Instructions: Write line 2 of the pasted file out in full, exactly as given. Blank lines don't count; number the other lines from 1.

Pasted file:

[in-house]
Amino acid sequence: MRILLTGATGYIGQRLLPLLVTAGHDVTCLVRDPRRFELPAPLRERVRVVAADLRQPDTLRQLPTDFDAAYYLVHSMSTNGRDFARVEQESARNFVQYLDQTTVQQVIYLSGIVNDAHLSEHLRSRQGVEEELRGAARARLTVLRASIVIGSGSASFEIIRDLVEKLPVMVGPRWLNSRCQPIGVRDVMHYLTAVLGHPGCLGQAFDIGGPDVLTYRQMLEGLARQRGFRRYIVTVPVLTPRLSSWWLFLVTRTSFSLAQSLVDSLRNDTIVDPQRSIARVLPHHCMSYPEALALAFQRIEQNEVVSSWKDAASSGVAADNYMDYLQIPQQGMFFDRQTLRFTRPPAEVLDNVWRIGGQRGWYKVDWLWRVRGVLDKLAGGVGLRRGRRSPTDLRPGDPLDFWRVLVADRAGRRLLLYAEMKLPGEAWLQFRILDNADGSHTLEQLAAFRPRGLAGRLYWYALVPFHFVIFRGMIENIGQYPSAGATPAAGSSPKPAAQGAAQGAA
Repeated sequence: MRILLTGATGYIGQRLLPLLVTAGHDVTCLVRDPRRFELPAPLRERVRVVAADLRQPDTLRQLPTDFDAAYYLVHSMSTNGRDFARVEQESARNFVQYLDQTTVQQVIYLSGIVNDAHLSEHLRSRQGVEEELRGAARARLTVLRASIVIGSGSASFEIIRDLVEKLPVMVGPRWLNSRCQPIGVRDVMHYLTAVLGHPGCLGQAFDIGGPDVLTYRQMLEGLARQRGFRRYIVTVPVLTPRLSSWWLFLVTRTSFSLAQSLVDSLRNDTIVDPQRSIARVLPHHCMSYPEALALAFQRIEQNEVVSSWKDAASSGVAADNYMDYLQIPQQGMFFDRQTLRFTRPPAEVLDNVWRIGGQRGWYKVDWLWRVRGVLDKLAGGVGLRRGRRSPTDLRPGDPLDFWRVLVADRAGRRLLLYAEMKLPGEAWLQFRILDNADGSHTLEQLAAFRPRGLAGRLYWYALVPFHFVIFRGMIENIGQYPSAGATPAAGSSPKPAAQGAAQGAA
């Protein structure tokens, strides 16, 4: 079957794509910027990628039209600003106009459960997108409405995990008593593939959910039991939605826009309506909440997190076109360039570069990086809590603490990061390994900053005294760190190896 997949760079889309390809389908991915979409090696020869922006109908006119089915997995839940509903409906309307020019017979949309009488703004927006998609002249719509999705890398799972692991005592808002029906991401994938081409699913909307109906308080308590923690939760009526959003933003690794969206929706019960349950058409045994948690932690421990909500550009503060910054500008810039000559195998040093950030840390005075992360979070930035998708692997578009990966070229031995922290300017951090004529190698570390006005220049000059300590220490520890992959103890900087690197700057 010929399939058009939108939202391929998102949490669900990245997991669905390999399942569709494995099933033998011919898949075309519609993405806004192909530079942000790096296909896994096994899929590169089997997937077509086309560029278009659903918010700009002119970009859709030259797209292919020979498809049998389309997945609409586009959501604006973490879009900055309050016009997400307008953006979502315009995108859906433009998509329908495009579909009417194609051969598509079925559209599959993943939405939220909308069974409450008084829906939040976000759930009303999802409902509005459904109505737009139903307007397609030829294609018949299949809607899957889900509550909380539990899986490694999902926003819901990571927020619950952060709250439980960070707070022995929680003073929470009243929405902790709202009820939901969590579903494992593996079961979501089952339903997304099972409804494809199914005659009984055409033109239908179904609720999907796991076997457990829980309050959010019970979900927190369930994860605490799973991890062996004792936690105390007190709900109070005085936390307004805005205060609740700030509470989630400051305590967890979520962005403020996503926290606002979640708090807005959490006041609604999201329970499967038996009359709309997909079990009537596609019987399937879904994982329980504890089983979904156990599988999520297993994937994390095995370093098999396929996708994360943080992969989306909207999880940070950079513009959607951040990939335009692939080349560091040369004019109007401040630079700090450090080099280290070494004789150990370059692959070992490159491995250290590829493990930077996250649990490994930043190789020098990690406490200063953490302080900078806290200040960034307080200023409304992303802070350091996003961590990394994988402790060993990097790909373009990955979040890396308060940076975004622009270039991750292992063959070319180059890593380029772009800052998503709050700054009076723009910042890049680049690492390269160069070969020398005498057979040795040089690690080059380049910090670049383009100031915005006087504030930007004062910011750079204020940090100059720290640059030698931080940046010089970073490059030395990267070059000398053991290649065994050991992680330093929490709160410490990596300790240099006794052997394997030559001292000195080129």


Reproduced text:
Amino acid sequence: MRILLTGATGYIGQRLLPLLVTAGHDVTCLVRDPRRFELPAPLRERVRVVAADLRQPDTLRQLPTDFDAAYYLVHSMSTNGRDFARVEQESARNFVQYLDQTTVQQVIYLSGIVNDAHLSEHLRSRQGVEEELRGAARARLTVLRASIVIGSGSASFEIIRDLVEKLPVMVGPRWLNSRCQPIGVRDVMHYLTAVLGHPGCLGQAFDIGGPDVLTYRQMLEGLARQRGFRRYIVTVPVLTPRLSSWWLFLVTRTSFSLAQSLVDSLRNDTIVDPQRSIARVLPHHCMSYPEALALAFQRIEQNEVVSSWKDAASSGVAADNYMDYLQIPQQGMFFDRQTLRFTRPPAEVLDNVWRIGGQRGWYKVDWLWRVRGVLDKLAGGVGLRRGRRSPTDLRPGDPLDFWRVLVADRAGRRLLLYAEMKLPGEAWLQFRILDNADGSHTLEQLAAFRPRGLAGRLYWYALVPFHFVIFRGMIENIGQYPSAGATPAAGSSPKPAAQGAAQGAA